Photo Credit: Anatoli Photograffi
Aug 07
August 7, 2014

Turning Infrastructure Challenges into Opportunities for Growth in America’s Cities


For the first time in fifty years, American cities are growing at a higher rate than the suburbs. Cities are centers of innovation, productivity, and economic growth and they fuel the modern economy. At the same time, as the financial pressures of healthcare and pension bills increase, cities across the country are struggling to fix potholes, water main breaks, dilapidated roads, and bridges.

At the recent Clinton Global Initiative America meeting, I had the pleasure of meeting with other mayors, organized labor, private sector financial experts, and other leaders to discuss the future of America’s infrastructure. To some, roads and sewers may not sound like a sexy topic, but as mayor I see them as the basic foundations to any additional economic growth.

Participating in the Infrastructure for Cities and States Working Group, our first group exercise was to think of our greatest challenges with respect to infrastructure, and then replace the word “challenge” with “opportunity.” Cities are hamstrung by the traditional method of financing infrastructure projects through general obligation bonds. These bonds are typically limited for smaller projects or those with dedicated revenue streams. With the right financing model in place, these challenges would become major opportunities for Syracuse and cities across the country to experience economic, social and community growth.

With the right financing model in place, these challenges would become major opportunities for Syracuse and cities across the country to experience economic, social, and community growth.
Syracuse faces both immediate and long-term infrastructure needs. Our hundred year old water system has experienced a 42 percent increase in water main breaks since last year. These breaks require immediate attention. The week after Syracuse University’s graduation, a water main burst on a main thoroughfare to the University and two of our major hospitals. Roads were closed, curbs and private driveways were upended, and repairs totaled more than $350,000.
And on the other end of the spectrum—Syracuse’s economy boomed when the Erie Canal was built through the city in 1820. It created jobs, transformed commerce, and opened access across New York State. However, today’s knowledge-based economy demands more than transporting goods, people, and cars—we need to transport information and ideas. Consider city-wide broadband the “modern day Erie Canal,” a channel to transport information that will increase accessibility to the rest of the world. However, at the cost of paying for our immediate needs, long-term infrastructure investments such as city-wide broadband are nearly impossible. Visual effects companies interested in opening in Syracuse were dissuaded when faced with overly expensive Internet service. City-wide broadband access is necessary to keep up with the modern economy and help level economic, social, and education inequality, yet it is an infrastructure investment that the city has no way of financing through traditional methods.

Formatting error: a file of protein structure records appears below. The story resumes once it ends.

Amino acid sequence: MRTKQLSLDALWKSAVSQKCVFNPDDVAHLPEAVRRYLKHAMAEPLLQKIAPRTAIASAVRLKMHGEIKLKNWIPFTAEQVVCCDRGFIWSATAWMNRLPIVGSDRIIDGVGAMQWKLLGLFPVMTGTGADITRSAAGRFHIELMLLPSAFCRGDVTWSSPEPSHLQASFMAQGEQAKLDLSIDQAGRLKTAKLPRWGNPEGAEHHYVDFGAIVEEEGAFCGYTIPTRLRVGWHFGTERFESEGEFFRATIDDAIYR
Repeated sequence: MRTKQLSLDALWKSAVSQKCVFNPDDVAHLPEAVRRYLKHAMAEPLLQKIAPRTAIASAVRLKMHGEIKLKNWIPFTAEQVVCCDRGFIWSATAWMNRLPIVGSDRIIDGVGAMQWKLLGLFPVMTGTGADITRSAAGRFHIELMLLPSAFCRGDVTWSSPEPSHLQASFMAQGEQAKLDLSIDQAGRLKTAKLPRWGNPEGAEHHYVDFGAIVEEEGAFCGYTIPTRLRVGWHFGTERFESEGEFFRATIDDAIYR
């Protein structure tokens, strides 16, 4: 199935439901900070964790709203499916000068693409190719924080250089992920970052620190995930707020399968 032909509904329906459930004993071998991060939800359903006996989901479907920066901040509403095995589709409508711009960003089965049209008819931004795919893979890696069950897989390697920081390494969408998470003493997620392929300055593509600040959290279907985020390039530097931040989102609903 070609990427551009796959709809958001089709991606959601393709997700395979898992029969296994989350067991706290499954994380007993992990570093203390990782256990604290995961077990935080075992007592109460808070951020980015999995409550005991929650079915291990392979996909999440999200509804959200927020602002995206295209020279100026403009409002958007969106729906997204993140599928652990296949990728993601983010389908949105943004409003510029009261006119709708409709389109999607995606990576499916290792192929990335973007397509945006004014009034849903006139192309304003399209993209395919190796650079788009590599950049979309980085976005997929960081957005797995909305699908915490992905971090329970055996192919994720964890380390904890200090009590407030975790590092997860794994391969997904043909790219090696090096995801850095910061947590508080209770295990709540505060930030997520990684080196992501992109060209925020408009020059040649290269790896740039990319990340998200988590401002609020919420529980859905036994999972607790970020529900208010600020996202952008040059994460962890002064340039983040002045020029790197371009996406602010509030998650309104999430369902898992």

The Infrastructure Working Group dedicated much of our discussion to exploring a new financing process that runs efficiently and maintains accountability. Current public dialogue suggests Public Private Partnerships (P3’s) as the panacea for financing woes, but we have also seen the perils of P3’s when implemented in haste. Like the West Coast Infrastructure Exchange model, governments need an entity sophisticated enough to vet the investor’s proposal and offer recommendations, and private investors need a solid commitment from governments that they will execute projects to completion, regardless of who holds office.
Hearing from other mayors and private sector leaders in my Working Group helped bring to light the many challenges and opportunities related to developing 21st century infrastructure. I look forward to finding new, effective financing models for the City of Syracuse, and continuing the discussion as to how to structure public-private partnerships that are mutually beneficial for both private investors and the public.

In June of 2014, President Clinton, Secretary Clinton, and Chelsea Clinton hosted the fourth meeting of CGI America, an annual event focused on finding solutions that promote economic recovery in the United States. For more information, visit